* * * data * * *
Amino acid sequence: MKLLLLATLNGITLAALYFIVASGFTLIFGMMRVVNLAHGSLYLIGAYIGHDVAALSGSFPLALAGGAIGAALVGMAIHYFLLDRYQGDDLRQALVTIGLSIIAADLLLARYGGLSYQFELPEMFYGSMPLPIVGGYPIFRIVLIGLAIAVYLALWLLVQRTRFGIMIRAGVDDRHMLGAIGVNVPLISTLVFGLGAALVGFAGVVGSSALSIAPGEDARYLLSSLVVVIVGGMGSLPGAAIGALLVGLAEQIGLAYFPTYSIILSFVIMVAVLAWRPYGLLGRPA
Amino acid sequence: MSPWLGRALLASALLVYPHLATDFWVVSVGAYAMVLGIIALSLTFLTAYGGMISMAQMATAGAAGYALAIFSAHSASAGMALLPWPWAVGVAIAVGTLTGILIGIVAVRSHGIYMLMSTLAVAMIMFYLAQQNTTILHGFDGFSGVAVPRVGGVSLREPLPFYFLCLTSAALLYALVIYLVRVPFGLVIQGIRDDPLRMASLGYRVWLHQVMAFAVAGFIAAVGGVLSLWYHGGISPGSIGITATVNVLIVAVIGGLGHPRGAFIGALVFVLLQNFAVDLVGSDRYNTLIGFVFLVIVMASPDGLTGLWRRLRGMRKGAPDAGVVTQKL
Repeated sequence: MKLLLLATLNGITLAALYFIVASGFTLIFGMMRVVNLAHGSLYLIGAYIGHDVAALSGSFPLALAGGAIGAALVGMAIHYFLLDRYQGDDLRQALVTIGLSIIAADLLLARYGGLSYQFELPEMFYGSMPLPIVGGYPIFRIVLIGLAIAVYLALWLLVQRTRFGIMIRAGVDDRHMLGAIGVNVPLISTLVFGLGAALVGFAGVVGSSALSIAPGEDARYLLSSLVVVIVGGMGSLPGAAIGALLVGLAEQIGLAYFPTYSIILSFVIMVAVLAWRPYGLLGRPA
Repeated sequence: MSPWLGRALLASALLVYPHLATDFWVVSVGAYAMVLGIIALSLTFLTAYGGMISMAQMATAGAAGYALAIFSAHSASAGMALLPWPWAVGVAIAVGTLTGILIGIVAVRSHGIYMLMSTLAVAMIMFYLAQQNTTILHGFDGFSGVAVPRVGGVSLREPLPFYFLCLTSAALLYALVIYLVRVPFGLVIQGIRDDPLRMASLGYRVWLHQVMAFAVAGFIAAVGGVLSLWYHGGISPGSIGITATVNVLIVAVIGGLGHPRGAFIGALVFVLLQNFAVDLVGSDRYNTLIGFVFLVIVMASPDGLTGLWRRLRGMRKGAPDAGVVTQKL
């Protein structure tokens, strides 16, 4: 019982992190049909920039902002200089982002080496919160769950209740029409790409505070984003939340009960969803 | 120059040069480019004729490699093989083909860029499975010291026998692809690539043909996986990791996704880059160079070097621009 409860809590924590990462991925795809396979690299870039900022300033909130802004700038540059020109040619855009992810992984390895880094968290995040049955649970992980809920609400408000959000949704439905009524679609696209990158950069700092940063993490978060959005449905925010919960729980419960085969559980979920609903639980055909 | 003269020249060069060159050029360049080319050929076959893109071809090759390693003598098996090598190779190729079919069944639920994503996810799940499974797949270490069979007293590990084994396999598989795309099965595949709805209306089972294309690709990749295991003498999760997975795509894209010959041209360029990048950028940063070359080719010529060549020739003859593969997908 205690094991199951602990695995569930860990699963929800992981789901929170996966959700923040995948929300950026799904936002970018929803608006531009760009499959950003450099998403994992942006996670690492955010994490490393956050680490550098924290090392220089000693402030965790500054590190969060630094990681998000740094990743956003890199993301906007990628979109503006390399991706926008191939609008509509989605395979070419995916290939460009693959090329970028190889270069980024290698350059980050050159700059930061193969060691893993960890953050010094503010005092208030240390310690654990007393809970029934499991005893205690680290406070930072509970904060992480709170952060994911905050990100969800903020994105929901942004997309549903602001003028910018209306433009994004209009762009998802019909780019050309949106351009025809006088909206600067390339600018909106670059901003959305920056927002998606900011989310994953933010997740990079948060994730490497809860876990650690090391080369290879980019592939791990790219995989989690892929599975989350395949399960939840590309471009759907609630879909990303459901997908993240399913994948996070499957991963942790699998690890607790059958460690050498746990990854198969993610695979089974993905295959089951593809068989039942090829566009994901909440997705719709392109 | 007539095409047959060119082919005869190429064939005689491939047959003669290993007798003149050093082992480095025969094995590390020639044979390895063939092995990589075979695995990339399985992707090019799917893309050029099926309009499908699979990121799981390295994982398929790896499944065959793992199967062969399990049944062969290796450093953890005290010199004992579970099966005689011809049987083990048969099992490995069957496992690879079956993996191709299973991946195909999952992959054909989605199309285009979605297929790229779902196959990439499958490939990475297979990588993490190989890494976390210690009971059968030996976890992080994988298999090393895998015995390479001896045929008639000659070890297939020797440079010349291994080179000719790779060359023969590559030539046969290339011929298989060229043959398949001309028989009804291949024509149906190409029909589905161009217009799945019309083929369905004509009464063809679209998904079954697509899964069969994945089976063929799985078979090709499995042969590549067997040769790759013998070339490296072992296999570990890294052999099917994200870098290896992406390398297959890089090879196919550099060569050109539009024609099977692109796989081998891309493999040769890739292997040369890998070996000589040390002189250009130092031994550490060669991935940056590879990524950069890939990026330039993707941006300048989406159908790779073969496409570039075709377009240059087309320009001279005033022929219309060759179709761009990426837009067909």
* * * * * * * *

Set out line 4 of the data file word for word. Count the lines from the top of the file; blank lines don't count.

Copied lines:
Repeated sequence: MSPWLGRALLASALLVYPHLATDFWVVSVGAYAMVLGIIALSLTFLTAYGGMISMAQMATAGAAGYALAIFSAHSASAGMALLPWPWAVGVAIAVGTLTGILIGIVAVRSHGIYMLMSTLAVAMIMFYLAQQNTTILHGFDGFSGVAVPRVGGVSLREPLPFYFLCLTSAALLYALVIYLVRVPFGLVIQGIRDDPLRMASLGYRVWLHQVMAFAVAGFIAAVGGVLSLWYHGGISPGSIGITATVNVLIVAVIGGLGHPRGAFIGALVFVLLQNFAVDLVGSDRYNTLIGFVFLVIVMASPDGLTGLWRRLRGMRKGAPDAGVVTQKL